The Freight Transport Association has written to Network Rail to state the importance of reducing infrastructure access costs for freight in its Strategic Business Plan (SBP). This is against the background of the Office of Rail Regulation's (ORR) initial assessment that Network Rail has scope to improve efficiency by at least 30 per cent to make delivery of the plan more affordable within Government funding available. Network Rail is due to publish its updated SBP in response to ORR's assessment on 3 April.
FTA stressed that this cost reduction is absolutely vital to ensuring the future of rail freight and its retaining and gaining business, retaining existing customers and attracting new customers presently not using but considering rail as a part of their logistics solutions.
FTA's Rail Freight Policy Manager Chris MacRae said, 'The key issue in this is the cost of delivering the network. We support ORR's assessment that stresses the need for Network Rail to improve efficiency by at least 30 per cent. This is in line with other European railway infrastructure managers and is essential to make the plan more affordable within the funding available.
'Cost reduction in infrastructure access is absolutely vital to ensuring the future of rail freight and its gaining new business and attracting new customers presently not using but considering rail as a part of their logistics solutions – we must see Network Rail move on this.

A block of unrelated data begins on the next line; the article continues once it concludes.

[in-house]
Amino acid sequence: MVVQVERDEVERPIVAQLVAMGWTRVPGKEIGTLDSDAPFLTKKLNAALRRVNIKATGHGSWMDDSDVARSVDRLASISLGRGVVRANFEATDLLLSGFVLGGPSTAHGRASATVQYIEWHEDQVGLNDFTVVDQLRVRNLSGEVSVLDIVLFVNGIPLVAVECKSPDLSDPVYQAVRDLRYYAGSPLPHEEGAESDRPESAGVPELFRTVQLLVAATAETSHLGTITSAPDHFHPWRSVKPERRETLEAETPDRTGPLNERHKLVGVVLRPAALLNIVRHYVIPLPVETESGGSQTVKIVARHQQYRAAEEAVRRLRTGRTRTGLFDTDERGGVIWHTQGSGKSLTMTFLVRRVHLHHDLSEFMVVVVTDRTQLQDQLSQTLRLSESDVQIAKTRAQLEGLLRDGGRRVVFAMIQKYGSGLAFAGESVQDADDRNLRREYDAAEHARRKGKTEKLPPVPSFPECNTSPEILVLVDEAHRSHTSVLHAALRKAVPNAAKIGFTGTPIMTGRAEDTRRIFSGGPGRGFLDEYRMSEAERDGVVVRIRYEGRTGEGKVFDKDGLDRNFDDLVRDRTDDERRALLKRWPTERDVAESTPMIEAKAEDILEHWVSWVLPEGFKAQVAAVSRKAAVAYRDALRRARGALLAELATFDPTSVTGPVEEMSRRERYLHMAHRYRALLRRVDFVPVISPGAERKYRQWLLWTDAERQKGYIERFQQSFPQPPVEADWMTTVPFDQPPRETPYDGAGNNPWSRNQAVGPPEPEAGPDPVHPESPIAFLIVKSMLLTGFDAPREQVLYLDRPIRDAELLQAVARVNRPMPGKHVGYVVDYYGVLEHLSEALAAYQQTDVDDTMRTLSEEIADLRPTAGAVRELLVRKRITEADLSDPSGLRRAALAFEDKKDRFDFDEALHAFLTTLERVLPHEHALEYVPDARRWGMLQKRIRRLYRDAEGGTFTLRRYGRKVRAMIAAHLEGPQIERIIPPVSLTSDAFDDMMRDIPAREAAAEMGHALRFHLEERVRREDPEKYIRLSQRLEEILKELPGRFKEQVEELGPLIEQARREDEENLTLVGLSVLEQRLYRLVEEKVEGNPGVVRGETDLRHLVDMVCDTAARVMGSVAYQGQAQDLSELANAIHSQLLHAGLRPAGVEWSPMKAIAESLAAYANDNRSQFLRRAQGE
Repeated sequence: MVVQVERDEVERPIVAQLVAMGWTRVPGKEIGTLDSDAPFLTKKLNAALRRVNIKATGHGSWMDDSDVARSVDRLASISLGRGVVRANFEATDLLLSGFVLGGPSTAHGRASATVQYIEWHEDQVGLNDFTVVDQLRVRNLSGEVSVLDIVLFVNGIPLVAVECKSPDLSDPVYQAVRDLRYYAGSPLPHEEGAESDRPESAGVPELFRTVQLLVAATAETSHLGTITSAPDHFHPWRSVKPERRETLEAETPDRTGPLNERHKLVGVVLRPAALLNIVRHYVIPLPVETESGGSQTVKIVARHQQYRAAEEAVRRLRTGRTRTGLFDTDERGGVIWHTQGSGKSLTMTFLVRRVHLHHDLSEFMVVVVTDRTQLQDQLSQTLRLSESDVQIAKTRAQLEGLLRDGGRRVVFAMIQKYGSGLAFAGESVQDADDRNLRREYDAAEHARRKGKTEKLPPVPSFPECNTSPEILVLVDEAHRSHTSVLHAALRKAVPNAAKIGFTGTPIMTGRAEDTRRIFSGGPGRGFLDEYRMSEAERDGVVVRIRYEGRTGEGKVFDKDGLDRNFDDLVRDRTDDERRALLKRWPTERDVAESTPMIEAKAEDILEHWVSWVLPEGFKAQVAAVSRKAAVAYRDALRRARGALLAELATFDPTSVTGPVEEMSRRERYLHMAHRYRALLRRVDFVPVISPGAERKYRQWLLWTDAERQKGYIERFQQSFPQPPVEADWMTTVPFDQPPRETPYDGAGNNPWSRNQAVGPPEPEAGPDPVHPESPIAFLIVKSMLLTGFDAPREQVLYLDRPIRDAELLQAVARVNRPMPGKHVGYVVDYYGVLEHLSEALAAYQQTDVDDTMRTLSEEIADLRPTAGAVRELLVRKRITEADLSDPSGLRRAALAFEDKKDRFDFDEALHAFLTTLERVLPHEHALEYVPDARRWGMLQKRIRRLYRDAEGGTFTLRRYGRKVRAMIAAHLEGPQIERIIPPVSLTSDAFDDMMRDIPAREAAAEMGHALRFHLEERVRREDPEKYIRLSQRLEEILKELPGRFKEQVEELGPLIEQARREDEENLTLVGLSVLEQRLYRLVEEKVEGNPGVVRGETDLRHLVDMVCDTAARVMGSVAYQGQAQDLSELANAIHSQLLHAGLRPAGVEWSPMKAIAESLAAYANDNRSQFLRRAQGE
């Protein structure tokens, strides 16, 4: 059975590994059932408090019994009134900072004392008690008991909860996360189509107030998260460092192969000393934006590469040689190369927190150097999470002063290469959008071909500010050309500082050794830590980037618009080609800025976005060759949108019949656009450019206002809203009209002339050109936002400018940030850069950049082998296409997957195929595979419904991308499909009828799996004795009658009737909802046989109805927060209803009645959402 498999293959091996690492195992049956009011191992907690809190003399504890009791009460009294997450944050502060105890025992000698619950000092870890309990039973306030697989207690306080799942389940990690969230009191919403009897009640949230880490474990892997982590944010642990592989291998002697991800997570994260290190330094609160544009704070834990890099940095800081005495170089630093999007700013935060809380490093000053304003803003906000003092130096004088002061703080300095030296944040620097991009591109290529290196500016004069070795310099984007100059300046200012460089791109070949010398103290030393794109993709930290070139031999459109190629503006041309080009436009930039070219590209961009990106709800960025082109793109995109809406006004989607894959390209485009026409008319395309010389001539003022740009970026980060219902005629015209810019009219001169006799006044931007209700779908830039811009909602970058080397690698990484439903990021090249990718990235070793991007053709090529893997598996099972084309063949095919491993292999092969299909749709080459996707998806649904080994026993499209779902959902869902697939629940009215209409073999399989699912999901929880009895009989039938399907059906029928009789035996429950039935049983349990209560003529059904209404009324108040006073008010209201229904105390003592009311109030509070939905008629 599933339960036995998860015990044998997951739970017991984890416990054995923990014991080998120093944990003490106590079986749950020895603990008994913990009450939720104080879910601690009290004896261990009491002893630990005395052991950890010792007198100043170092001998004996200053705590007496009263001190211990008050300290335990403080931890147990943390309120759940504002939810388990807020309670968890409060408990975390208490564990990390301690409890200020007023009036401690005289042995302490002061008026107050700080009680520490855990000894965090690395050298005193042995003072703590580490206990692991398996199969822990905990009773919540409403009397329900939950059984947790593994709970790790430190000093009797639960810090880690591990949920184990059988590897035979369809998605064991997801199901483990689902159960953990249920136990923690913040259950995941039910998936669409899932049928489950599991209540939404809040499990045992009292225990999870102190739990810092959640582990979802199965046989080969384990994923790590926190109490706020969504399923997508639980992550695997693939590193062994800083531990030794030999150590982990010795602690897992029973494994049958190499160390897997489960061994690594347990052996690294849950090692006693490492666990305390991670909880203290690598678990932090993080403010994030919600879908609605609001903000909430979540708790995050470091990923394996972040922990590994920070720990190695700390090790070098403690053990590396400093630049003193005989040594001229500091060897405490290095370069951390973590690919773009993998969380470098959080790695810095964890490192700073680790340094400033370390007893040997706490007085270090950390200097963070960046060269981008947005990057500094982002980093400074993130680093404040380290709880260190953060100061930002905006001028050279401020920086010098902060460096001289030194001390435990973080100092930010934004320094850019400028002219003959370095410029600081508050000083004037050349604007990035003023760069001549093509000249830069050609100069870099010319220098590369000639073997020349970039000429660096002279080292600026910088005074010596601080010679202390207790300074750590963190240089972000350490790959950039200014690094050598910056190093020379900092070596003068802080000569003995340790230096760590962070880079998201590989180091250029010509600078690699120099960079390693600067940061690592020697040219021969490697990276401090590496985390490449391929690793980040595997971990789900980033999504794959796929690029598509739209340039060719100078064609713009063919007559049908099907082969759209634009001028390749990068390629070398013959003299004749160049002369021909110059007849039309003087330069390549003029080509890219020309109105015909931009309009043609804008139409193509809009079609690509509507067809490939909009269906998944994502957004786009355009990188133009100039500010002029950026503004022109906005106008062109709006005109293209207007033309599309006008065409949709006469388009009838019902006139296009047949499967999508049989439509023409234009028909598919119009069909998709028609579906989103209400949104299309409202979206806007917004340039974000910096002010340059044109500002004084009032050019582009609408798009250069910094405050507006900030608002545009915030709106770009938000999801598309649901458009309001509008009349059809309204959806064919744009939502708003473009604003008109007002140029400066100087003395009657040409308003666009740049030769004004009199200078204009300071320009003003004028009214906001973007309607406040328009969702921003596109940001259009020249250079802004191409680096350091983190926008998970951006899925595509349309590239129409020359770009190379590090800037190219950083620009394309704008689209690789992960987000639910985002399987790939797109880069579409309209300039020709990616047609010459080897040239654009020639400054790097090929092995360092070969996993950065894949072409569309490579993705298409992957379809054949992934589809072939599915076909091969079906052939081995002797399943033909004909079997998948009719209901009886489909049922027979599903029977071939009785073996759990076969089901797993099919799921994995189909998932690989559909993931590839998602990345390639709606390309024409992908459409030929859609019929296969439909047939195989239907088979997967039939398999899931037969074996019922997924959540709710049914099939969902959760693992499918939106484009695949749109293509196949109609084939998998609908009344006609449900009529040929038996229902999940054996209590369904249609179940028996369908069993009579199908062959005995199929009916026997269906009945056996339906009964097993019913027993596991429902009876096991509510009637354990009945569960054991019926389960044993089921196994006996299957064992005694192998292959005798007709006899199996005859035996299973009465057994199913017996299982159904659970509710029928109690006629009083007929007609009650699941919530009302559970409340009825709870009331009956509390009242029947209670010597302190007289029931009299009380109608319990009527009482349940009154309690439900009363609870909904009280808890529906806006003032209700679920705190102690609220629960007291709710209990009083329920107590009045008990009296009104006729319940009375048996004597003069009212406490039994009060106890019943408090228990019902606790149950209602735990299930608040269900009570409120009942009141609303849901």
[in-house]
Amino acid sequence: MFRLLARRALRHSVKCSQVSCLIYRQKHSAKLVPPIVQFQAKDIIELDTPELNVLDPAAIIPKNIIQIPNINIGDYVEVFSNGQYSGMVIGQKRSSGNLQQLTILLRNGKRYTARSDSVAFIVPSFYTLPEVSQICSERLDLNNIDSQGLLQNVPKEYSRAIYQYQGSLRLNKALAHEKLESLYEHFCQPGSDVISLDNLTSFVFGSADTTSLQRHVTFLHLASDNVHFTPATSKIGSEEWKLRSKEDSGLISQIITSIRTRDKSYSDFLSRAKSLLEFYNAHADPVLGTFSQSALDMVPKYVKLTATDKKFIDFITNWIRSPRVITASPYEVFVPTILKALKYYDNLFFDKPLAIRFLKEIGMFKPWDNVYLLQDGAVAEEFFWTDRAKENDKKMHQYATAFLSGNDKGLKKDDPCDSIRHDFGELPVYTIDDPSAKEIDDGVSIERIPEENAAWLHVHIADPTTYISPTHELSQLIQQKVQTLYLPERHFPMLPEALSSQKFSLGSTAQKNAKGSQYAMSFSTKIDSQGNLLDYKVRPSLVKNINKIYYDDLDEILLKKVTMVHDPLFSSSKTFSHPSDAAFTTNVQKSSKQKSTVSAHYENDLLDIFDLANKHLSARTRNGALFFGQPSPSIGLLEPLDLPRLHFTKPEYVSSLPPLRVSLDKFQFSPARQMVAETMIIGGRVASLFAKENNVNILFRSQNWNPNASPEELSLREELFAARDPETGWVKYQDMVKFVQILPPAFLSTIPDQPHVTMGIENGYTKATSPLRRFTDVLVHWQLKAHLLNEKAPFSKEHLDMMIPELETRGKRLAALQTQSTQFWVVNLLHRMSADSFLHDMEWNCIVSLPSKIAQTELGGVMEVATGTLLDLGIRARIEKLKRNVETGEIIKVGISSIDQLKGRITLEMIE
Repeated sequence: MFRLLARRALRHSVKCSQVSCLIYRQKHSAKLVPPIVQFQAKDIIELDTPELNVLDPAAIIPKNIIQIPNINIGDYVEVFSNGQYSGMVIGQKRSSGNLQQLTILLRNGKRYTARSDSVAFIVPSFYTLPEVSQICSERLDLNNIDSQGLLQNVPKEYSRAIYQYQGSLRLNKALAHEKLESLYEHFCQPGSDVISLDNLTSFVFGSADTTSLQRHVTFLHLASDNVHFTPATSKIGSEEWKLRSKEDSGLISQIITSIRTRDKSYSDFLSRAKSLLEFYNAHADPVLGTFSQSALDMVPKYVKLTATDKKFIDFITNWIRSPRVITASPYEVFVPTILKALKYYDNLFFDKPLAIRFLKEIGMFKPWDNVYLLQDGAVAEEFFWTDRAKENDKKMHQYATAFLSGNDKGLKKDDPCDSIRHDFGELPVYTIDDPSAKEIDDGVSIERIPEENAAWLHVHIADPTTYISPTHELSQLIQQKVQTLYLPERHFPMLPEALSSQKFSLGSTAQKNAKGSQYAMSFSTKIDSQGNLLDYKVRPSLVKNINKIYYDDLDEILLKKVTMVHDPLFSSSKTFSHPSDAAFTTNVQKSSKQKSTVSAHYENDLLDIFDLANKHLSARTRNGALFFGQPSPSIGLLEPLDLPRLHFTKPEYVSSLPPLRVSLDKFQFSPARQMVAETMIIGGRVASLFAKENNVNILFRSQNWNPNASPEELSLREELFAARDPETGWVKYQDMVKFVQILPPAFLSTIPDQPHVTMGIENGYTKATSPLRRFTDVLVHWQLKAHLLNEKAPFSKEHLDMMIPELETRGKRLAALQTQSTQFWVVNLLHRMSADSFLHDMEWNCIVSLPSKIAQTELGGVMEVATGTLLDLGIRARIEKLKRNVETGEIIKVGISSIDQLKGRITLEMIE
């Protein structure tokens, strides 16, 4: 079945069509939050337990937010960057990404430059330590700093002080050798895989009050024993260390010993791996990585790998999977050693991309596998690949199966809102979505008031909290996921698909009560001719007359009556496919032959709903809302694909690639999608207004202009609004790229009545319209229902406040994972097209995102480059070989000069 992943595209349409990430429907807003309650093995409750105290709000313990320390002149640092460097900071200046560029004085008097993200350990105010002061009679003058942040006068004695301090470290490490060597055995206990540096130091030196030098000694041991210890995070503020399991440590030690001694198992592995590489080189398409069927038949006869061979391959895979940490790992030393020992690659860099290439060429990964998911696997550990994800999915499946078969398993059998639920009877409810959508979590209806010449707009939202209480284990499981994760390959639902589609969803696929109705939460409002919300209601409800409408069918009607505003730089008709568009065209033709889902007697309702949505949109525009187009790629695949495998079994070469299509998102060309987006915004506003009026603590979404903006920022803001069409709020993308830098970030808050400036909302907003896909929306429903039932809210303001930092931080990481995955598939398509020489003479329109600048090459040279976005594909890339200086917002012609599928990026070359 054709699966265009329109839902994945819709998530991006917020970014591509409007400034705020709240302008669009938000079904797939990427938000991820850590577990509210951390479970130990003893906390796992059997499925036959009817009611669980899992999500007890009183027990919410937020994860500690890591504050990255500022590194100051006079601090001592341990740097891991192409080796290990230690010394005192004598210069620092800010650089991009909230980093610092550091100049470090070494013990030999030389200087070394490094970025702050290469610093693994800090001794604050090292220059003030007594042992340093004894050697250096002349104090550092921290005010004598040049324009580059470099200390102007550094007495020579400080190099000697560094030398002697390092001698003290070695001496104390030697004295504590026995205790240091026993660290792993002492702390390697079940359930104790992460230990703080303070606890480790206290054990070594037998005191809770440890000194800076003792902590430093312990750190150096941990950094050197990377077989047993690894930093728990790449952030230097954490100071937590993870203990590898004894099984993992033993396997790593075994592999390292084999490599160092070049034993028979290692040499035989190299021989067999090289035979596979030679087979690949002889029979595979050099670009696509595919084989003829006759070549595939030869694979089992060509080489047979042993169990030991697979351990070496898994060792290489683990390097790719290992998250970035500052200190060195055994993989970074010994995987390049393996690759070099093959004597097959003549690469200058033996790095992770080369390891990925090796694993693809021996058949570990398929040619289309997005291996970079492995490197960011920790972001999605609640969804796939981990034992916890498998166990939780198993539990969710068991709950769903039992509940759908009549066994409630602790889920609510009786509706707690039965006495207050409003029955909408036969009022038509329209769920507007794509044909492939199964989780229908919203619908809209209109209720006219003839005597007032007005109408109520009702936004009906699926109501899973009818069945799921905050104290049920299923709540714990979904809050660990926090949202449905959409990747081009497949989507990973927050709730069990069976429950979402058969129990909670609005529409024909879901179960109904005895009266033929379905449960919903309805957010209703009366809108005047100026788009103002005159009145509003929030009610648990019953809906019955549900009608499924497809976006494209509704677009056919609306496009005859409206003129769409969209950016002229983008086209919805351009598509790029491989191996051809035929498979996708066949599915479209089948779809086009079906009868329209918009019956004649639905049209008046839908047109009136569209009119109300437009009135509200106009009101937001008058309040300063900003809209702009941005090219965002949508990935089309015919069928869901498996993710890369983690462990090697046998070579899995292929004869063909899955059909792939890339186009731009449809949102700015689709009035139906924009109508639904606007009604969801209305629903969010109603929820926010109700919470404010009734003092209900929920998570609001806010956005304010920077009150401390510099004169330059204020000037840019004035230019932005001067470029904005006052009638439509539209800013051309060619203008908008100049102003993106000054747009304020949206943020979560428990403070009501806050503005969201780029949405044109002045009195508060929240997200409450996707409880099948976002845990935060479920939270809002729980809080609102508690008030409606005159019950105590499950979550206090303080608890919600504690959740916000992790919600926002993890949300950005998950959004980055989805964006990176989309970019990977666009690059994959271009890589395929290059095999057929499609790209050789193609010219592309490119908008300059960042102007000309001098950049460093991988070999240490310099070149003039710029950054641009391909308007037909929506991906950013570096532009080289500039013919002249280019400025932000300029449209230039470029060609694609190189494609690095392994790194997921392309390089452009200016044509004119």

'This is potentially a really exciting time for rail freight with Government commitment to freight via Transport Innovation Funding for infrastructure development, and the Rail White Paper's commitment to the creation of a Strategic Freight Network. But it is essential that like the road freight industry, rail continually strives to achieve efficiency gains – this is what the ultimate customers of rail freight need as assurance that the modal choice of rail is and will remain cost effective. Rail freight operating companies exist in a competitive market and have to strive for efficiency – Network Rail needs to do likewise.'
The Freight Transport Association represents the transport interests of companies moving goods by rail, road, sea and air. FTA members consign over 90 per cent of the freight moved by rail and over 70 per cent of sea and air freight. They also operate over 200,000 goods vehicles on road – almost half the UK fleet. The main UK rail freight operating companies belong to FTA as do the major global logistics service providers operating in the European and UK markets.